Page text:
Adaptively secure Multi-Party Computation (MPC) first studied by Canetti, Feige, Goldreich, and Naor in 1996, is a fundamental notion in cryptography. Adaptive security is particularly hard to achieve in settings where arbitrary number of parties can be corrupted and honest parties are not trusted to properly erase their internal state. We did not know how… (More)
Usenix 2008-Halderman et al. noted that DRAMs retain their contents for a while after power is lost. Bits in memory can be extracted, but they will have errors. 0 bits will always flip with very low probability (<1%), but 1 bits will flip with much higher probability which increases with time. Why is this a problem? Secrets may be stored in memory. The Big… (More)
We revisit the exact round complexity of secure computation in the multi-party and two-party settings. For the special case of two-parties without a simultaneous message exchange channel, this question has been extensively studied and resolved. In particular, Katz and Ostrovsky (CRYPTO '04) proved that five rounds are necessary and sucient for securely… (More)
We present a universally composable multiparty computation protocol that is adap-tively secure against corruption of n − 1 of the n players. The protocol has a constant number of rounds and communication complexity that depends only on the number of inputs and outputs (and not on the size of the circuit to be computed securely). Such protocols were already… (More)
Many information theoretically secure protocols are known for general secure multi-party computation, both in the honest majority setting, and in the dishonest majority setting with preprocessing. All known protocols that are efficient in the circuit size of the evaluated function follow the same typical " gate-by-gate " design pattern: we work our way… (More)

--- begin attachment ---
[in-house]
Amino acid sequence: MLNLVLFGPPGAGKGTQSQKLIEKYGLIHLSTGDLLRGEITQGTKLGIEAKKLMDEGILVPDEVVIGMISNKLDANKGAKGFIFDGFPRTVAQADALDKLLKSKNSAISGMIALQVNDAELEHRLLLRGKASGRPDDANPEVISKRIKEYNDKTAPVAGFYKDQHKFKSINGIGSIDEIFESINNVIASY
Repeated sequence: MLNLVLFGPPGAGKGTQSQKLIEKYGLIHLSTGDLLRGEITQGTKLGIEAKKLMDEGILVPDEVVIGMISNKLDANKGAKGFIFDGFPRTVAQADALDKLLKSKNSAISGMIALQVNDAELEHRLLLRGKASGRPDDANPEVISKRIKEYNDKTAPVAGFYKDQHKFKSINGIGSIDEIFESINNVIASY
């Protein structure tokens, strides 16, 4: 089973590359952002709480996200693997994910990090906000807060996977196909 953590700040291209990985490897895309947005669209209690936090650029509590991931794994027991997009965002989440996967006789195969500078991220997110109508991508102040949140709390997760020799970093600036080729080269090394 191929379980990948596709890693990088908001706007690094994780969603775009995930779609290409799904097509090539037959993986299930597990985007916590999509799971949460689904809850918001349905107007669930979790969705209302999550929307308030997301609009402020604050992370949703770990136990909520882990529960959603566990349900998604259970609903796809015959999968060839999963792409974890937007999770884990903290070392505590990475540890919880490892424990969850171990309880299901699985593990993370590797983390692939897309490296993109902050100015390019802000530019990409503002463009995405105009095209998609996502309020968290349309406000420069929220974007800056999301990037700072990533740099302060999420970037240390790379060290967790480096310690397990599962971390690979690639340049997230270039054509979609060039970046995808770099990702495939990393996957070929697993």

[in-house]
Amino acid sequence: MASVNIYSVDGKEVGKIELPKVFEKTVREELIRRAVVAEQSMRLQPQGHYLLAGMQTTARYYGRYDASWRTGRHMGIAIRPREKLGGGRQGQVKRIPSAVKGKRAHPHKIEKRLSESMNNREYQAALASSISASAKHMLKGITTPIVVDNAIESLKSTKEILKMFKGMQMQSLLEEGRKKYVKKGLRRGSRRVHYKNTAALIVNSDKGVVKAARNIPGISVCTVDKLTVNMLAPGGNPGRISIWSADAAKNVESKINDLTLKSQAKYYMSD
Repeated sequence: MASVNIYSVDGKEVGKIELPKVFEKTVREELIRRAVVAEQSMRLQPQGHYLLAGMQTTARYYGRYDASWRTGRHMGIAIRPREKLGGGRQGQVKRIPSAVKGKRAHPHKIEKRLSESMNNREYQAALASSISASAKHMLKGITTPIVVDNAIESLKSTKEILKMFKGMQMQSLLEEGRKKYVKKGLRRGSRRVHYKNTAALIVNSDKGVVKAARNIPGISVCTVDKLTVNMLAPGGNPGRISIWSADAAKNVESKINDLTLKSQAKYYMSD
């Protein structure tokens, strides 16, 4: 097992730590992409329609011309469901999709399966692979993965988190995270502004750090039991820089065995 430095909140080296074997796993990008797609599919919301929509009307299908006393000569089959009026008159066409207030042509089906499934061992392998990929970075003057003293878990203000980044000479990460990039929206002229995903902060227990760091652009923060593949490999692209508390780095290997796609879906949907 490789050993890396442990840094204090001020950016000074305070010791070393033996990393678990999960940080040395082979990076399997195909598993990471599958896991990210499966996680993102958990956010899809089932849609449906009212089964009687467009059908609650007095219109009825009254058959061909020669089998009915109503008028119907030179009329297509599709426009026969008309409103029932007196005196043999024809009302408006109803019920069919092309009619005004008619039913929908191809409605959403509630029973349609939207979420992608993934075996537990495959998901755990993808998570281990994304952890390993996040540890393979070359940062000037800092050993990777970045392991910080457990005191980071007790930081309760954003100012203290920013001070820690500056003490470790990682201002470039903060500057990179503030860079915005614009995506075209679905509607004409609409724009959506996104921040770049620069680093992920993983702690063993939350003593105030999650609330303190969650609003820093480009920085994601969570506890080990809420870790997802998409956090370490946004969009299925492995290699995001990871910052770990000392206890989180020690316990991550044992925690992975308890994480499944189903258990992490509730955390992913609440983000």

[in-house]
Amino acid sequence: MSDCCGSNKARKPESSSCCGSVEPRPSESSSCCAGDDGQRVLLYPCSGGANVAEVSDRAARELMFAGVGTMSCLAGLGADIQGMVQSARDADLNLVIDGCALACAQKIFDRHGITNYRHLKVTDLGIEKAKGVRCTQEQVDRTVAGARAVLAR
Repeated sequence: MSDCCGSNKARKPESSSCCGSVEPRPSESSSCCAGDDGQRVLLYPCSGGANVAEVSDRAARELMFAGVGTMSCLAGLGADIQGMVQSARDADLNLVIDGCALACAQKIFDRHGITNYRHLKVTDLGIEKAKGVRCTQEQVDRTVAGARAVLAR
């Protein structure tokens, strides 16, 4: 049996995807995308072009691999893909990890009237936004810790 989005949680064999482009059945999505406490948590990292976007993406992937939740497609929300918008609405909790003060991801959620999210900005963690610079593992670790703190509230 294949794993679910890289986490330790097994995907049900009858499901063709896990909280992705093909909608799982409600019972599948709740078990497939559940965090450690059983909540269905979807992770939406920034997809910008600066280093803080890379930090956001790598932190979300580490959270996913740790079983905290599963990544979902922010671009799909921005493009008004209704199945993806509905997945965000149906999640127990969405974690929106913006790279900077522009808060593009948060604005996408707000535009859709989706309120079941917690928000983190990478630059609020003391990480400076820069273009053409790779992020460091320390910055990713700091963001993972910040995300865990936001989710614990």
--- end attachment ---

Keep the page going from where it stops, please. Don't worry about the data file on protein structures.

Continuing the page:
Theory Cryptographic algorithms are often modeled as 'black boxes' E.g. Internal computation is opaque to external adversaries. Security is proven under various hardness assumptions.
Secure computation in the presence of tamper-proof hardware tokens is proven under the assumption that the holder of the token is only given black-box access to the functionality of the token. Starting with the work of Goldreich and Ostrovsky [GO96], a long series of works studied tamper-proof hardware for realizing two-party functionalities in a variety of… (More)
Adaptively secure Multi-Party Computation (MPC) is an essential and fundamental notion in cryptography. In this work, we construct Universally Composable (UC) MPC protocols that are adaptively secure against all-but-one corruptions based on LWE. Our protocols have a constant number of rounds and communication complexity dependant only on the length of the… (More)